When the temperature rises, shade can be a precious commodity. In direct sunlight, temperatures can feel about 10 to 15 degrees hotter than real air temperatures. But you don’t need to totally hibernate inside on warm days. Discover several clever shade-creating additions that can help you beat the summer heat while you enjoy the outdoors.
Deck Umbrellas: Portable Shade Solutions
Putting up a deck umbrella is one of the easiest ways to add shade to decks and outdoor living spaces. Simply install the umbrella in a precut area of your deck or use an umbrella base for support.
The larger your umbrella, the more shaded space it will give you. You should consider how much shade you need and how large of an area you want to keep shaded. A large umbrella might create substantial shade, but it could look out of proportion on a small deck. Landscape designers suggest umbrellas should measure the width of your outdoor table setting, plus an extra 2 feet on each side. In other words, an umbrella with a diameter of 8 feet will suit an outdoor space with a 4-foot round table.
An umbrella’s height is also important. Your umbrella should be tall enough so that you don’t have to duck to get underneath it, but you also don’t want it so high that your shade becomes reduced. Your umbrella should be at least 7 feet, but you may need a larger height if you or others are tall.
Umbrellas that tilt can help you maximize your shade as the sun moves throughout the day. Aluminum frames are stronger than fiberglass, so choose fiberglass frames if you’re using your umbrella in strong winds.
Umbrella hinges must be maintained to stay in good working order. Frequently lubricate the hinges and store the umbrella in its protective cover when you’re not using it.
Shade Sails: Colorful, Affordable Options
Shade sails are triangular pieces of high-strength nylon that you can suspend to create shade over patios, alfresco dining areas, and other outdoor living spaces. Shade sails can be attached to trees, rigid parts of your home (such as exposed rafter ends), or posts you erect yourself. Shade sails are easy to install and disassemble. If you’re not sure how to install them, ask a professional to help you. Incorrect installation can damage your shade sail.
Since shade sails are available in a range of colors and patterns, they can be a colorful way to add shade to your outdoor spaces. Shade sails are available at a range of price points, depending on fabric quality, which includes UV-resistance credentials and accompanying hardware.
You’ll want to maintain your shade sail to prolong its life. Wet leaves, bird droppings, and mold and mildew can stain and damage your shade sail, so clean it regularly with water and a soft-bristled brush. Mild detergents can help remove stubborn stains without damaging the fabric.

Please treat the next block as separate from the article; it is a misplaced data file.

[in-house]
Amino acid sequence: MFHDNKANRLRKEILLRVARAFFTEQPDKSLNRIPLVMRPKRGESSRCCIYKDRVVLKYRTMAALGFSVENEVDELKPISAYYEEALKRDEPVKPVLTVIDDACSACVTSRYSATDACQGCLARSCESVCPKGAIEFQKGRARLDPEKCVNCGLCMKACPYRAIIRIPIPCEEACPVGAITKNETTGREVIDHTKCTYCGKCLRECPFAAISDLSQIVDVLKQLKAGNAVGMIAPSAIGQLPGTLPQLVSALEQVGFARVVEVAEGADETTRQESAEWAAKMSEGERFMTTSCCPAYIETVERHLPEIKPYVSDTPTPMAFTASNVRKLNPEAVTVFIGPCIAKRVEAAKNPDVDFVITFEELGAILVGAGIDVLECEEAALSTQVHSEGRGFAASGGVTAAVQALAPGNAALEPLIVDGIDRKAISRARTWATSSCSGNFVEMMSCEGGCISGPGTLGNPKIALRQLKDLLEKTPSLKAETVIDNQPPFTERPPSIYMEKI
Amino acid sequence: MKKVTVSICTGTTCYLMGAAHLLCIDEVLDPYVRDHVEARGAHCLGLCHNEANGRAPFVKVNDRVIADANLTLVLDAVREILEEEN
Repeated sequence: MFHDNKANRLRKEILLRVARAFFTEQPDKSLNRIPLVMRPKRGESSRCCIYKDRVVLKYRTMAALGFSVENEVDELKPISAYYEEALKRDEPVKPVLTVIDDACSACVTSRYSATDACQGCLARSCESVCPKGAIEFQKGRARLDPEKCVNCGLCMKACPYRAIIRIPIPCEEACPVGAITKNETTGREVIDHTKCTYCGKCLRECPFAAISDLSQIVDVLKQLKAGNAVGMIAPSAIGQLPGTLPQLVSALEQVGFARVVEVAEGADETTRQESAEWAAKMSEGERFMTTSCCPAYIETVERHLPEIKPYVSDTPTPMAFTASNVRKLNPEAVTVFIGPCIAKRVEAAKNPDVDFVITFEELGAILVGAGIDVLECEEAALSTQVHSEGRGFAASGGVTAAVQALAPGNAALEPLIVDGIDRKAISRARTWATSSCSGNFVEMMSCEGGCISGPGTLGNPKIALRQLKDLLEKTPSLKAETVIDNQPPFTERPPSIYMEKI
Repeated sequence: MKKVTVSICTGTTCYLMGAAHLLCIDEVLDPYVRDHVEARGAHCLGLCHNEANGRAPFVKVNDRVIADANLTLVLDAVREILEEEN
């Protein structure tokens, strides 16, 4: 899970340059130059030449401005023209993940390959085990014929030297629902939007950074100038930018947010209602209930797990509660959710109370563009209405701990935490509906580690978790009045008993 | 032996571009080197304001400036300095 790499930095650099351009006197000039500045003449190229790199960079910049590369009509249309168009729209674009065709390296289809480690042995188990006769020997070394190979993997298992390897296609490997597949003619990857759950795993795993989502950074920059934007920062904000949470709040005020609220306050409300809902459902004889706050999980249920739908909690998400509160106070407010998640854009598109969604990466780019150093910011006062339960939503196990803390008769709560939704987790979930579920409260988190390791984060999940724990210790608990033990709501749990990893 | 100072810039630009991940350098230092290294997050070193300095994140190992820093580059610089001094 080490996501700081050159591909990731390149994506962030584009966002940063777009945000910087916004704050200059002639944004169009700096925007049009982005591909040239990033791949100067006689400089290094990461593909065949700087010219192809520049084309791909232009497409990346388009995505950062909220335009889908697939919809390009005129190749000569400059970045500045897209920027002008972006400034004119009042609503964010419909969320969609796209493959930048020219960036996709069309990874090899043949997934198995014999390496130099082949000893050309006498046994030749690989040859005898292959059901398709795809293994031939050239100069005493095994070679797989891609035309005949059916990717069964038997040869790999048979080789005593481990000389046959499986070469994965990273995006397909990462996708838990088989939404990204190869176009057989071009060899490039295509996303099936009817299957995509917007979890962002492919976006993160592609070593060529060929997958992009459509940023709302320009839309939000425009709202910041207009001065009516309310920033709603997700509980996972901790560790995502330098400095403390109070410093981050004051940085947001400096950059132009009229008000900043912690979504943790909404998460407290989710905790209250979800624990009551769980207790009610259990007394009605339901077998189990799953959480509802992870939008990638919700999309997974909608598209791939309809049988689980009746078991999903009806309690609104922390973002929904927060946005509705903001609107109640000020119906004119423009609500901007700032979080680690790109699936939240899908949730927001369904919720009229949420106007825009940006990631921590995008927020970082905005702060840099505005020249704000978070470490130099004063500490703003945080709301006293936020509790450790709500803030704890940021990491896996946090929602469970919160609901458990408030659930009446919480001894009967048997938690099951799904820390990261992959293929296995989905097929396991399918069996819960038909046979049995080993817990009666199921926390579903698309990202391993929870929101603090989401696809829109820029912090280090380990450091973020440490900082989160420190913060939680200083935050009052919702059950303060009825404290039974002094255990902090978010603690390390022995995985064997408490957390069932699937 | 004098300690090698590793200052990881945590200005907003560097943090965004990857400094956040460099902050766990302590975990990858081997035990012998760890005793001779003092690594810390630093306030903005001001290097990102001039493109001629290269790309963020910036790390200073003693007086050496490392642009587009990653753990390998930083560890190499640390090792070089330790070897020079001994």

Keep in mind a few cautions: Shade sails are not fire-retardant and are not recommended for barbecue areas. Shade sails are also not made to withstand harsh storms either, so when inclement weather threatens, take down your shade sail. Store your dry shade sail in a protective storage space when you’re not using it.
Awnings: Fabric and Frame Sail Structures
Awnings are like shade sails mounted to metal frames that attach to a rigid structure like your house or deck. Choose from canopy awnings, which offer semi-permanent shade, or retractable awnings, with fabric which rolls away when not in use. The shade in canopy awnings can’t be easily removed, but the lack of moving parts tends to help them last. While retractable designs are easy to use, they don’t always throw enough shade to cover most decks.
Awnings are typically tougher than shade sails. Although awnings are not made to withstand hurricanes, rain and hail shouldn’t trouble them. As with shade sails, you’ll want to keep your awnings clean to help the fabric last and look its best.
Pergolas: Clever Shade Structures
A pergola is a free-standing structure that can be used to create a large shaded area outdoors. Pergolas have four columns or posts supporting a roof-like structure. Most commercial pergolas have fabric roofs instead of solid ones.
When looking for a pergola for your backyard, consider the size and shape of your yard or the area you want shaded. Your pergola should be large enough to create the amount of shade you need, but so large that the structure seems out of proportion. Do you want a portable pergola that you can put into storage when the weather cools or one that will stay standing throughout the year?
Gazebos: Pergola-Like Shade Structures
Gazebos are like pergolas, but they often have eight supporting columns instead of four. These added support columns help make gazebos more stable. While pergolas typically have flat roofs, the roof of a gazebo is usually pitched. You’ll find variety in gazebo styles, including wood, glass, and metal-framed structures that have rounded or angular sides that are either open, partially closed, or completely enclosed.
As with pergolas, carefully consider the size of your gazebo. Your gazebo should strike the right balance between being large enough to provide adequate shade without being too large for your outdoor space. Since gazebos aren’t usually portable, as some pergolas are, consider one that naturally fits your living space. Wooden gazebos can look stylish, especially if you plant climbing vines or flowers up the plants. However, make sure you choose one made from wood that’s resistant to rotting in the rain, such as Western red cedar.
With these shade-creating backyard ideas, you don’t need to spend another summer hiding away from the heat. These great items will make your outdoor spaces attractive and comfortable even in the warmest weather.
Do you have additional shade-creating ideas? Share them in the comments section below.